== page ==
With high-tech companies needing less capital due to advancements in technology, startup development methodology and online marketing, we have seen a Renaissance in angel investing. While angel investors participate in part for the excitement of engaging with entrepreneurs and placing bets on the future, they also do it for the expectation of significant financial returns. Various studies of angel investing published in the last decade estimate aggregate returns to angels on the order of 18-37% per year, well above market. The catch is that 50-70% of angels make less than what they invest. Returns are very unevenly distributed and this begs the question to what extent is portfolio theory fundamental to angel returns.
The best data set with detailed investment & exit information comes from the Angel Investor Performance Project by the Kauffman Foundation. The data was collected by surveying angels who belong to angel groups. Cleaning the data and restricting to the domain I was interested in—first round investments in early-stage high-tech companies—yielded a data set about the returns of 56 angels with exits from 112 companies. The data show the type of skewed distribution one would expect from early stage investing:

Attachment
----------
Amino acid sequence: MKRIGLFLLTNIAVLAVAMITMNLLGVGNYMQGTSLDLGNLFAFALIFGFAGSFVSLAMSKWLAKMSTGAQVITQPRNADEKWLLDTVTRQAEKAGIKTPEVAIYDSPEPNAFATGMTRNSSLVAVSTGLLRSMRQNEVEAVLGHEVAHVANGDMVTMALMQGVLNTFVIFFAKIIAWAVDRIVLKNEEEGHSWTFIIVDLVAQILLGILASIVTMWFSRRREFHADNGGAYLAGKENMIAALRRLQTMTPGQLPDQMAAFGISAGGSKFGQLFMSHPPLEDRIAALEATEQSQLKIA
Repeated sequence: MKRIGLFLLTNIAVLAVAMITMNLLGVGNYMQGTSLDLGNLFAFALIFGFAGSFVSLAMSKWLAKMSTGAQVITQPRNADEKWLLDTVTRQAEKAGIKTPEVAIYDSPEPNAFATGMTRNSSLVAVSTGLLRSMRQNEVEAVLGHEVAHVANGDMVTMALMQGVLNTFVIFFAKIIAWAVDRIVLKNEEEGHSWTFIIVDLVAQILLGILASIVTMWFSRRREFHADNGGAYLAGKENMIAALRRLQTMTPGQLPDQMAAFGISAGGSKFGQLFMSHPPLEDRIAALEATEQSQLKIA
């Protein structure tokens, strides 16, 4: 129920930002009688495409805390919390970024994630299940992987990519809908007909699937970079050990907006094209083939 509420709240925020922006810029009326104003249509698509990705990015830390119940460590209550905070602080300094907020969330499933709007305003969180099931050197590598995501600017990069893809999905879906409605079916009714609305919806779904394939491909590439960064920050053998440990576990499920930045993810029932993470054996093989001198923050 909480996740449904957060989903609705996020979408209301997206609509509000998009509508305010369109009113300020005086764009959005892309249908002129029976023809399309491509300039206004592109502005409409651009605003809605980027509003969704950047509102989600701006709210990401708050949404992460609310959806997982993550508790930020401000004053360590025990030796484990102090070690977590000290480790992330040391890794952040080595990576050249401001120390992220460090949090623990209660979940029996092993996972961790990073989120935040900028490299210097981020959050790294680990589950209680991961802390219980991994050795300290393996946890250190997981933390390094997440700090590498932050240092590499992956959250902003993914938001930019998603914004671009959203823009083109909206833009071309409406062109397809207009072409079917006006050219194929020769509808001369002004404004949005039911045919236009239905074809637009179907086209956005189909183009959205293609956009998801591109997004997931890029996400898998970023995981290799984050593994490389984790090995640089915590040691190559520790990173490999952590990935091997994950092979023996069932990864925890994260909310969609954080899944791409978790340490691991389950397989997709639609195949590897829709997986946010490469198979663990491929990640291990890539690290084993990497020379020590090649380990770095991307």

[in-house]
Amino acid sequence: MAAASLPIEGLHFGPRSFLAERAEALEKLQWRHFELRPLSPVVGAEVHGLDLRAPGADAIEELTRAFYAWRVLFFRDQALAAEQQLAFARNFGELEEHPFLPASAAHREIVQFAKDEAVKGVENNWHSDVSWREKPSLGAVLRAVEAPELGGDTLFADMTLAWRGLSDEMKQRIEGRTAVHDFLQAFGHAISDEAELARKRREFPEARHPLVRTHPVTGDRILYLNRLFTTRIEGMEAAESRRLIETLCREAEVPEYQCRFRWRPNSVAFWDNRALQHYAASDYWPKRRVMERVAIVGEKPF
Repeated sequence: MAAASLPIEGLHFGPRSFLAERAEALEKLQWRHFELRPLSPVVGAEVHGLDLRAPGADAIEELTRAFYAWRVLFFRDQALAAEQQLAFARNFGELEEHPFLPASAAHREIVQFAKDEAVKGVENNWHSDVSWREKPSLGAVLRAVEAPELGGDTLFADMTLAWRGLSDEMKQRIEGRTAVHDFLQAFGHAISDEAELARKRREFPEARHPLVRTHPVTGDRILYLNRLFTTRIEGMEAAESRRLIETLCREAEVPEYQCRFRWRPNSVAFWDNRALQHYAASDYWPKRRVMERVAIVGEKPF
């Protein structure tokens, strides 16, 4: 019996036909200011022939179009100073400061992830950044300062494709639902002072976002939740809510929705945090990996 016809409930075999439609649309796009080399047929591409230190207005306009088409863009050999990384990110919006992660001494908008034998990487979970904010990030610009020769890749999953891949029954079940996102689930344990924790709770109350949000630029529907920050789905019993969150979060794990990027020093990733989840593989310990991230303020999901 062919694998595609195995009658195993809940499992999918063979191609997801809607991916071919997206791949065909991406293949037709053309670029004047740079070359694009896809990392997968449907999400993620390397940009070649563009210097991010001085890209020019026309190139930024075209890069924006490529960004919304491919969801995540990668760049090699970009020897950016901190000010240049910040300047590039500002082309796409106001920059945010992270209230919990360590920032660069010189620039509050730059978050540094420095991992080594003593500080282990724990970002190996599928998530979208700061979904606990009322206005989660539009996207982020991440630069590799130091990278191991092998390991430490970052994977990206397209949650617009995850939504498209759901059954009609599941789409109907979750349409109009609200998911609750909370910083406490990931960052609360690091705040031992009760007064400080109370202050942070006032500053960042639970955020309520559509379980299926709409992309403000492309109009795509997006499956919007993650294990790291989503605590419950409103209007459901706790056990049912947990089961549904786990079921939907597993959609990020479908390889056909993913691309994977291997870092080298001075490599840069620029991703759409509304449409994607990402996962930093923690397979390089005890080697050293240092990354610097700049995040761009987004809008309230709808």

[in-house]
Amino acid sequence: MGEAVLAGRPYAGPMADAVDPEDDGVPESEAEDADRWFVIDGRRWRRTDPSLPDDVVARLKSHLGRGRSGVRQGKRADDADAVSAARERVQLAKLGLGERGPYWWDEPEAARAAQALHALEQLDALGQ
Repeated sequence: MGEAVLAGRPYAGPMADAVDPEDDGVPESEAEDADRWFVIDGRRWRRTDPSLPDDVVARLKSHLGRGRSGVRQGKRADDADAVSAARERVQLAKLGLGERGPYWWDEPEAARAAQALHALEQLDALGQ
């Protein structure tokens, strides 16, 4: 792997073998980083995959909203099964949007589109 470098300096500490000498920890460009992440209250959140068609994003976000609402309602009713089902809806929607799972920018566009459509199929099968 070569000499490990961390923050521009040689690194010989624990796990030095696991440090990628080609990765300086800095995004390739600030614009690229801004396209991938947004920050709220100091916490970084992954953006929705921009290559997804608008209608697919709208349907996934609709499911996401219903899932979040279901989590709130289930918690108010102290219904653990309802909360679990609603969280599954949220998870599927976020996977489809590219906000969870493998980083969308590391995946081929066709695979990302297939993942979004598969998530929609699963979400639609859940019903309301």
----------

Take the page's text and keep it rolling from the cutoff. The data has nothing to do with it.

- 75% of exits happened between 2001 and 2006. There is some reason to believe that the data may have a slight bias towards negative returns as 50% of investments happened between 1995 and 2000. Angels may have been buying high and selling low.
- 3.2x cash-on-cash return for all investments put together (total dollars out divided by total dollars in). However, returns are extremely sensitive to big hits. A lucky angel put $600K in a software company in three rounds from 1988 to 1994. In 1996 the company went public and the person got a nice 55x return. Removing this one company from the sample drops the aggregate cash-on-cash return for all angels nearly in half to 1.8x.
- Of the companies angels invested in, 63% were complete write-offs for the angels involved.
- 66% of angels made less than what they invested. 45% generated no return. The remaining 21% of angels received only 4% of the total returns (7% if you exclude the 55xer).
- 6% of the angels generated returns >10x that accounted for 68% of the total return (42% w/o the 55xer). The cash-on-cash return for that group was 36x with and 21x without the one big hit, in both cases more than ten times the average for all angels put together.
- The data includes only one super angel who had 29 exits generating 2x return. Most other angels had one or two exits and only a handful had three or four.
- Due to missing or overly granular investment and exit dates, it is practically impossible to calculate meaningful IRR numbers or to calculate returns in excess of financial markets.
The analysis suggests that angel investing as a whole can be quite profitable but, when dabbled into a deal or two at a time, it is more akin to gambling.